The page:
It's the law, students right to privacy. From the ACLU: "The Supreme Court has long recognized that the federal constitutional right to privacy not only protects an individual’s right to bodily autonomy, but also the right to control the nature and extent of highly personal information released about that individual. Whalen v. Roe, 429 U.S. 589, 599-600 (1977). This right to informational privacy restricts the government’s ability to disclose information about an individual’s personal matters, especially those matters that are protected by the Constitution from unwarranted government intrusion, such as contraception, abortion, marriage, family life, and sexual associations. Sterling v. Borough of Minersville, 232 F.3d 190, 196 (3d Cir. 2000) (“It is difficult to imagine a more private matter than one's sexuality and a less likely probability that the government would have a legitimate interest in disclosure of sexual identity.”); Bloch v. Ribar, 156 F.3d 673, 685 (6th Cir. 1998) (“Publicly revealing information [about sexuality] exposes an aspect of our lives that we regard as highly personal and private.”); Eastwood v. Dep’t of Corr., 846 F.2d 627, 631 (10th Cir. 1988) (right to privacy “is implicated when an individual is forced to disclose information regarding sexual matters.”). This right to informational privacy extends to students in a school setting. Students have the constitutional right to share or withhold information about their sexual orientation or gender identity from their parents, teachers, and other parties, and it is against the law for school officials to disclose, or compel students to disclose, that information. Even when students appears to be open about their sexual orientation or gender identity at school, it remains the student’s right to limit the extent to which, and with whom, the information is shared. C.N. v. Wolf, 410 F. Supp. 2d 894, 903 (C.D. Cal. 2005) (“[T]the fact that an event is not wholly private does not mean that an individual has no interest in limiting disclosure or dissemination of that information to others.”)." Depending on the circumstances, disclosing students’ sexual orientation or gender identity to their parents could also lead to physical abuse or homelessness.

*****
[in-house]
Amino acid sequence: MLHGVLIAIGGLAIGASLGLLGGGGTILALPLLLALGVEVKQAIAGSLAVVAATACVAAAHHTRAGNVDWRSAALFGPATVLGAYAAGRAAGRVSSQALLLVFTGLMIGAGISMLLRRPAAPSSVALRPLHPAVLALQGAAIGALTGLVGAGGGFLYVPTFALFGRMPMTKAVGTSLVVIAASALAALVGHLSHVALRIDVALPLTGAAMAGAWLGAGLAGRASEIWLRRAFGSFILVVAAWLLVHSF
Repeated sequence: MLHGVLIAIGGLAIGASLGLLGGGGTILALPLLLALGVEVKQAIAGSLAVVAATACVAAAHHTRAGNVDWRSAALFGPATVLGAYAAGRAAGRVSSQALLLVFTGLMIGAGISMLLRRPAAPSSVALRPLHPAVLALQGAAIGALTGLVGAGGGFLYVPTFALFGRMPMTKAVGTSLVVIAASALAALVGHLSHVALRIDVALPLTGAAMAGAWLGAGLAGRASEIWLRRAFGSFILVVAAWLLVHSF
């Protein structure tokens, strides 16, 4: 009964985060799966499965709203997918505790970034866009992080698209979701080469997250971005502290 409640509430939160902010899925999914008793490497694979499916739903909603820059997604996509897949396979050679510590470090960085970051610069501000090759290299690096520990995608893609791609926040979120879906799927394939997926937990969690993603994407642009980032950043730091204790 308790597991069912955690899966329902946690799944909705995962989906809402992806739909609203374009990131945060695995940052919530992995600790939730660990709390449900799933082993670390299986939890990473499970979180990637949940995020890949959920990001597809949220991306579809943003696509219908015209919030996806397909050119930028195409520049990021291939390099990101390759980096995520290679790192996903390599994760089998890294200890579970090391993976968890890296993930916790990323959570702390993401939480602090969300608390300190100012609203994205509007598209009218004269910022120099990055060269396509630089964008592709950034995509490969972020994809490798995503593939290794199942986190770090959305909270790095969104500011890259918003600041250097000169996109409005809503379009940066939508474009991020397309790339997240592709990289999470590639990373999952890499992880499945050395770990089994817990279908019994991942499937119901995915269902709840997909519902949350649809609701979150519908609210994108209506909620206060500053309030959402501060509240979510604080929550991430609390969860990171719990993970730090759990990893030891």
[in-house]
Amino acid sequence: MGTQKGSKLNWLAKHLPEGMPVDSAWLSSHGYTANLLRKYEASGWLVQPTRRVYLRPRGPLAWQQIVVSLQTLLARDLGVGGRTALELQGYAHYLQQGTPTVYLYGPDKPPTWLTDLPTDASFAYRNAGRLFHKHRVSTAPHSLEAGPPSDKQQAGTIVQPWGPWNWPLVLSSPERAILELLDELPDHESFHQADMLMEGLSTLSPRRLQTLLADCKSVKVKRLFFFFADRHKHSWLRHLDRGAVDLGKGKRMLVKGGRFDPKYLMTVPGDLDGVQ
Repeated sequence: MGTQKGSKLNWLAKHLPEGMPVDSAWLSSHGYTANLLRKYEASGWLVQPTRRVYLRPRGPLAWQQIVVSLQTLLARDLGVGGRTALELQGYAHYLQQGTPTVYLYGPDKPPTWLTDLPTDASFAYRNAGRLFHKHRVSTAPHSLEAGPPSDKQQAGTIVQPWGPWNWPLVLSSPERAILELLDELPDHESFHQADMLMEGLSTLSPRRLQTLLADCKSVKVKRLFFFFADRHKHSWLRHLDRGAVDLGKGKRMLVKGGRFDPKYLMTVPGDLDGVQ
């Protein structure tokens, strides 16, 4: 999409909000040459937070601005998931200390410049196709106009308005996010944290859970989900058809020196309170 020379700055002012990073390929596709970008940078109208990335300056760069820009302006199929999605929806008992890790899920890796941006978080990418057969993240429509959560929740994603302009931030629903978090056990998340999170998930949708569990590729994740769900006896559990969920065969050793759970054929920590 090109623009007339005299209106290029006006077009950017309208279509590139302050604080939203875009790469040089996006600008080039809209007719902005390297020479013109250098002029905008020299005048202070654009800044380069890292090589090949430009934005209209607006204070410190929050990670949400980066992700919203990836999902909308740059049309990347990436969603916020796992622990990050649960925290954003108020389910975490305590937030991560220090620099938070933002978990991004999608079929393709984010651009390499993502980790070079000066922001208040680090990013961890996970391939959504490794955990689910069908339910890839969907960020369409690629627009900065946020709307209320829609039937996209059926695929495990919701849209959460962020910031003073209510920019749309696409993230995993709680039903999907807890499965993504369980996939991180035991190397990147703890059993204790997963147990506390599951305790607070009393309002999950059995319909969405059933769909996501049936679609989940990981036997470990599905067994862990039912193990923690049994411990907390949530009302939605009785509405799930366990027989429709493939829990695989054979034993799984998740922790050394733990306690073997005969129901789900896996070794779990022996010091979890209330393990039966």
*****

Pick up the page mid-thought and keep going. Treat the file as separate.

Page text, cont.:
Matt
Sun, 04/10/2016 - 4:27pm